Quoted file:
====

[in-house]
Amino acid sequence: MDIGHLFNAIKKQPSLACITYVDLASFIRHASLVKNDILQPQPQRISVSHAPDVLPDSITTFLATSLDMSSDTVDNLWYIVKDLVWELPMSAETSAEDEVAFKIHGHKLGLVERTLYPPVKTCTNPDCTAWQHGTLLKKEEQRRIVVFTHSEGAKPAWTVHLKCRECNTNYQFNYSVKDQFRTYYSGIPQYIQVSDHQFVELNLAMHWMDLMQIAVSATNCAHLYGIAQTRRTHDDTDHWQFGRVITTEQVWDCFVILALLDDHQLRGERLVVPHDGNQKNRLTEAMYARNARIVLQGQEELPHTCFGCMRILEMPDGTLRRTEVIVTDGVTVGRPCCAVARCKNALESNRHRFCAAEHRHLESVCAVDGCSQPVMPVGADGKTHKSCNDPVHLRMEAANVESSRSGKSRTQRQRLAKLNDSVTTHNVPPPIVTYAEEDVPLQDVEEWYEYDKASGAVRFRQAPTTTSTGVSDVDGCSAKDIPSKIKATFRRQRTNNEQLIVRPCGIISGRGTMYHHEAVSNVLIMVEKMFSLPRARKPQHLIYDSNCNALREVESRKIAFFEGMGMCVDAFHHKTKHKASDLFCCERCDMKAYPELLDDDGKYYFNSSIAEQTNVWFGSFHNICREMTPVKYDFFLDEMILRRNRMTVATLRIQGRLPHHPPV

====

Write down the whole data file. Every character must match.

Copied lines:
[in-house]
Amino acid sequence: MDIGHLFNAIKKQPSLACITYVDLASFIRHASLVKNDILQPQPQRISVSHAPDVLPDSITTFLATSLDMSSDTVDNLWYIVKDLVWELPMSAETSAEDEVAFKIHGHKLGLVERTLYPPVKTCTNPDCTAWQHGTLLKKEEQRRIVVFTHSEGAKPAWTVHLKCRECNTNYQFNYSVKDQFRTYYSGIPQYIQVSDHQFVELNLAMHWMDLMQIAVSATNCAHLYGIAQTRRTHDDTDHWQFGRVITTEQVWDCFVILALLDDHQLRGERLVVPHDGNQKNRLTEAMYARNARIVLQGQEELPHTCFGCMRILEMPDGTLRRTEVIVTDGVTVGRPCCAVARCKNALESNRHRFCAAEHRHLESVCAVDGCSQPVMPVGADGKTHKSCNDPVHLRMEAANVESSRSGKSRTQRQRLAKLNDSVTTHNVPPPIVTYAEEDVPLQDVEEWYEYDKASGAVRFRQAPTTTSTGVSDVDGCSAKDIPSKIKATFRRQRTNNEQLIVRPCGIISGRGTMYHHEAVSNVLIMVEKMFSLPRARKPQHLIYDSNCNALREVESRKIAFFEGMGMCVDAFHHKTKHKASDLFCCERCDMKAYPELLDDDGKYYFNSSIAEQTNVWFGSFHNICREMTPVKYDFFLDEMILRRNRMTVATLRIQGRLPHHPPV